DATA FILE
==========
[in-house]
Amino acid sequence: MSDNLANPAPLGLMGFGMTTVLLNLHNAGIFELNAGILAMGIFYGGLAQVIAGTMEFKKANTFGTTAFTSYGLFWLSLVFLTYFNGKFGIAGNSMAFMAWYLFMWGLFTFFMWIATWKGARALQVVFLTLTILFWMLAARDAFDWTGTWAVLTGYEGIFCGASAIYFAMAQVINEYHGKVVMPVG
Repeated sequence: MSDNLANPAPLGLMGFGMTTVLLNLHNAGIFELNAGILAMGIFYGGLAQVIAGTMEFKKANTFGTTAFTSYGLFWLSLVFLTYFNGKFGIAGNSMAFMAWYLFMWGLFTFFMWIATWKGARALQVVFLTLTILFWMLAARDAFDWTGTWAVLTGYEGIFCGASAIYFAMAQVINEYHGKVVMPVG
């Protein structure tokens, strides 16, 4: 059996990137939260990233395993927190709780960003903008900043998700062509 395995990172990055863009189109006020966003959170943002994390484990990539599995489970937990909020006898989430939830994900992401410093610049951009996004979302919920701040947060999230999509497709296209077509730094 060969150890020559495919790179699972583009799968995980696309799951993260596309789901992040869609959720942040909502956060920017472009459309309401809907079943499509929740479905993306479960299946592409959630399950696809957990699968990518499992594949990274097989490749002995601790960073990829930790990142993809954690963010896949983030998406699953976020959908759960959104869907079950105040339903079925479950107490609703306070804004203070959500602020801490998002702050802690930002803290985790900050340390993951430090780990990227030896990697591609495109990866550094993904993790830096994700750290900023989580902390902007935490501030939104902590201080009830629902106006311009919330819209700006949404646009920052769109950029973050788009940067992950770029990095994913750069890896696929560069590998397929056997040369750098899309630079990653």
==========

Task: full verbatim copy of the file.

[in-house]
Amino acid sequence: MSDNLANPAPLGLMGFGMTTVLLNLHNAGIFELNAGILAMGIFYGGLAQVIAGTMEFKKANTFGTTAFTSYGLFWLSLVFLTYFNGKFGIAGNSMAFMAWYLFMWGLFTFFMWIATWKGARALQVVFLTLTILFWMLAARDAFDWTGTWAVLTGYEGIFCGASAIYFAMAQVINEYHGKVVMPVG
Repeated sequence: MSDNLANPAPLGLMGFGMTTVLLNLHNAGIFELNAGILAMGIFYGGLAQVIAGTMEFKKANTFGTTAFTSYGLFWLSLVFLTYFNGKFGIAGNSMAFMAWYLFMWGLFTFFMWIATWKGARALQVVFLTLTILFWMLAARDAFDWTGTWAVLTGYEGIFCGASAIYFAMAQVINEYHGKVVMPVG
């Protein structure tokens, strides 16, 4: 059996990137939260990233395993927190709780960003903008900043998700062509 395995990172990055863009189109006020966003959170943002994390484990990539599995489970937990909020006898989430939830994900992401410093610049951009996004979302919920701040947060999230999509497709296209077509730094 060969150890020559495919790179699972583009799968995980696309799951993260596309789901992040869609959720942040909502956060920017472009459309309401809907079943499509929740479905993306479960299946592409959630399950696809957990699968990518499992594949990274097989490749002995601790960073990829930790990142993809954690963010896949983030998406699953976020959908759960959104869907079950105040339903079925479950107490609703306070804004203070959500602020801490998002702050802690930002803290985790900050340390993951430090780990990227030896990697591609495109990866550094993904993790830096994700750290900023989580902390902007935490501030939104902590201080009830629902106006311009919330819209700006949404646009920052769109950029973050788009940067992950770029990095994913750069890896696929560069590998397929056997040369750098899309630079990653």